A program would be established in the school, in which students could earn pocket money by helping other students who were less developed in learning skills. The use of telephones or texting would be forbidden in the classroom. A series of dormitories or boarding houses would be attached to all schools, and would be specifically designed for single child families, or children whose families could not supply ample support.. These dormitories would be designed to encourage social responsibilities and an understanding of group dynamics, and a student’s continued study could be made conditional on participation in the dormitory arrangement. Students would not be forced to go to school, and their parents would be held responsible for their welfare as long as they were minors, unless those parents declared themselves to be unable to function as ‘parents responsible for their children’, and then the children would be referred to social services.
Tests would continue, but would only test the capacity of the student to use those tools which he was taught in school. No attention would be given to personal taste, philosophical outlook, religion, or individual personality. All grades could be contested, and they would then be studied by an independent evaluation group of teachers, completely unrelated to the student in question. Libraries and computer study rooms would be available to all students, and in these rooms, silence and courtesy would be mandatory. A student could listen to music or other recorded audio material by way of earphones.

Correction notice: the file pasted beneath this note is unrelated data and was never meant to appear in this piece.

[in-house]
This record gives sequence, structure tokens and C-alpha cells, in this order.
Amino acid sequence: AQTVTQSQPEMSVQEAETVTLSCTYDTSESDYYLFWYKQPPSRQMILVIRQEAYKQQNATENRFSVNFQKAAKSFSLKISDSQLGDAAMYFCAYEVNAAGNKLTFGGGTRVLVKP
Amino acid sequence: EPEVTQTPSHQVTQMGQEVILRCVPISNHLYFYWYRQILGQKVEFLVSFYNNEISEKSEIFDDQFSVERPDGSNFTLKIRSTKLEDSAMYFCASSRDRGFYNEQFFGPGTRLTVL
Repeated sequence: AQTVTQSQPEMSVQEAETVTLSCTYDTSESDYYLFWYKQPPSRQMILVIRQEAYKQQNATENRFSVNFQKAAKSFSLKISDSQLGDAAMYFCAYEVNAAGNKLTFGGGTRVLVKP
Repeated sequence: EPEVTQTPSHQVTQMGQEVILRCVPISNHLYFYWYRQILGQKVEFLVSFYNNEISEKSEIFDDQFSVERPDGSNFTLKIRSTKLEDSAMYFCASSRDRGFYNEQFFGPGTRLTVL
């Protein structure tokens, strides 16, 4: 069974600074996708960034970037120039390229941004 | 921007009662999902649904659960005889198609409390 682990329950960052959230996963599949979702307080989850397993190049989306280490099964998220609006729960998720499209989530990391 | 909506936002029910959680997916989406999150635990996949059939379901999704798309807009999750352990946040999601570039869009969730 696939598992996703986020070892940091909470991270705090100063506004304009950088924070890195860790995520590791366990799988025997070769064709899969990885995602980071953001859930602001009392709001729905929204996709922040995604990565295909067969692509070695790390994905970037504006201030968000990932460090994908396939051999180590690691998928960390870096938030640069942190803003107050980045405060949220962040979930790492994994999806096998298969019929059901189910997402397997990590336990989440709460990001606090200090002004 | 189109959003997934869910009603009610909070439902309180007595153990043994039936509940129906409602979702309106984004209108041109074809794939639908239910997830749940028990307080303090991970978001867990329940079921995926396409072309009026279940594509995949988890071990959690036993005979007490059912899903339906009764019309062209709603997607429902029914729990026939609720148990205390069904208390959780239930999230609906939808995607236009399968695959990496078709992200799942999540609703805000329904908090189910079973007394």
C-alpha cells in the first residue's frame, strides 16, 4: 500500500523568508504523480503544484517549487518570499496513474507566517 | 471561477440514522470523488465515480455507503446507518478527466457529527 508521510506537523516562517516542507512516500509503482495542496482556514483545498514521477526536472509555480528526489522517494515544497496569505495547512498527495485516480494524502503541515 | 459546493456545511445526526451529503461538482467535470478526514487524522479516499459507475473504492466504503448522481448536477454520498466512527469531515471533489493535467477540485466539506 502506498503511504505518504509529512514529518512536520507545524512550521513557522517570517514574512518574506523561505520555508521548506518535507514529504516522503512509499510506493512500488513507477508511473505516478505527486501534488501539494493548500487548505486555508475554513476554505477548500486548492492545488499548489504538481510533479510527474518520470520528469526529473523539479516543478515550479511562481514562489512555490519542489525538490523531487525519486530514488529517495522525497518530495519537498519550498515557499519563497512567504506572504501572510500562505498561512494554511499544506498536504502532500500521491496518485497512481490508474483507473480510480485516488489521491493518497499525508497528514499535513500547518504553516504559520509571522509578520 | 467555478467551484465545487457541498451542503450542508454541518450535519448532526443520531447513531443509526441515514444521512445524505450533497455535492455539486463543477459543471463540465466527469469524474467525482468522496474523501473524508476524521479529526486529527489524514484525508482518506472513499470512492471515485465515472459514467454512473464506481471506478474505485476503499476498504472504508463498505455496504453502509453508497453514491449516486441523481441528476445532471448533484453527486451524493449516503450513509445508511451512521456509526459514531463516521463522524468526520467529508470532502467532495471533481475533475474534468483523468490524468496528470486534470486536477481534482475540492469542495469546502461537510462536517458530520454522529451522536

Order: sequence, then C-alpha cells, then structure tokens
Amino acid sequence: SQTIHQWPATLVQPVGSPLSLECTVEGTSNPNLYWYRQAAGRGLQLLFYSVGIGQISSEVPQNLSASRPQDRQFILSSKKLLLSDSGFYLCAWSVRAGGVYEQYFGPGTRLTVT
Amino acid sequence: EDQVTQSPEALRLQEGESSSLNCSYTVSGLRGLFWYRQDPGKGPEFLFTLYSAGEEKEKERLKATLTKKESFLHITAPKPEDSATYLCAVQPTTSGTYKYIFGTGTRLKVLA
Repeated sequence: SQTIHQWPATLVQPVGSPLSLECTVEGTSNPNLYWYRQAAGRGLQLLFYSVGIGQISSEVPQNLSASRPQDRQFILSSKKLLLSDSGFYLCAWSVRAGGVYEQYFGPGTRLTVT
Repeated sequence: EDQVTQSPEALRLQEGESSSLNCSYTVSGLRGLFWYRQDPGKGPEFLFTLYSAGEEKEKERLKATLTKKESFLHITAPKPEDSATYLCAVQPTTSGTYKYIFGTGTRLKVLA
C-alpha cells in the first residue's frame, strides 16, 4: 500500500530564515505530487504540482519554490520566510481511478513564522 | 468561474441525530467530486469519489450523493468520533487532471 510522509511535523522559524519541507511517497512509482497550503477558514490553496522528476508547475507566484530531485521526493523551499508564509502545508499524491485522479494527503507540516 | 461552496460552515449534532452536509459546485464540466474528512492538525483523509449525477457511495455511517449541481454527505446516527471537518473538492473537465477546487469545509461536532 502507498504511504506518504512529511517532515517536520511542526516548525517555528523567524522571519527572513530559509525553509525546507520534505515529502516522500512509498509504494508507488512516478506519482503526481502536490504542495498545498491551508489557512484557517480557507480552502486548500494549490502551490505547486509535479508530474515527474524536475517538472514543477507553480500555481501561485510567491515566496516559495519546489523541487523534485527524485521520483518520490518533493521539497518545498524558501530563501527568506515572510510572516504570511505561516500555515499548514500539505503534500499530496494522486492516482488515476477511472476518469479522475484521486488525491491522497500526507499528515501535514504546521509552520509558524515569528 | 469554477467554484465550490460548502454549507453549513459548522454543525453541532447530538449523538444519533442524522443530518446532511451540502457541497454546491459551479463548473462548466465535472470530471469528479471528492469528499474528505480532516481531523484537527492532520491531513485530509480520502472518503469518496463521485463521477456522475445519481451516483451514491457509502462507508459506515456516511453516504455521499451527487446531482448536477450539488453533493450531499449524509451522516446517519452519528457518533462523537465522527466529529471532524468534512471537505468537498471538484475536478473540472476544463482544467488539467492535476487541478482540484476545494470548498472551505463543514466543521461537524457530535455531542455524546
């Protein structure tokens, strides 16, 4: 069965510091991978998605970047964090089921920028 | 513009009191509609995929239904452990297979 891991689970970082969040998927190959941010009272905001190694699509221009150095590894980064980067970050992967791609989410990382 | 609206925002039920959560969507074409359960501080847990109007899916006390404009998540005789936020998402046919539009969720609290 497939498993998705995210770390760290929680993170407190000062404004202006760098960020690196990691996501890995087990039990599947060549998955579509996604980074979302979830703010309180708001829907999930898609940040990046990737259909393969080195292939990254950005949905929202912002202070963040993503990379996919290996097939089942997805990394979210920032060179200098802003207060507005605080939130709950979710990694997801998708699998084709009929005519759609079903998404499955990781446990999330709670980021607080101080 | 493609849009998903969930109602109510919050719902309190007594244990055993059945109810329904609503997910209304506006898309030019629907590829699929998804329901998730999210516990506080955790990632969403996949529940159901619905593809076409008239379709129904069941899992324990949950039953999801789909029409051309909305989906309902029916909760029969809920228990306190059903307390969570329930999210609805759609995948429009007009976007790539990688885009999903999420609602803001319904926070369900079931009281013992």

I am sure that some of my readers will disagree with different parts of my proposal, and others will have something to add to what I’ve written here. As aFrankAngle wrote in his fascinating study of school reform, recommended a few days ago on this blog, we are no longer in the ‘Industrial Age’, and our children are often inspired by pursuits having nothing to do with the traditional curriculum. Certainly, we have no interest in jailing our children in a school which holds no interest for them. When they grow up, they might find their happiness working as a DJ, or studying the history of ethnic migrations before the age of literacy. And so, if society has seen fit to guarantee the young student an opportunity of education, we should try to make that opportunity as attractive as possible, without limiting the traditional student in his education. If a young student desires to study medicine, or wishes one day to build a rocket that will fly to Saturn, he or she will have to accept the yoke of discipline. Because such knowledge is not gained by desire alone.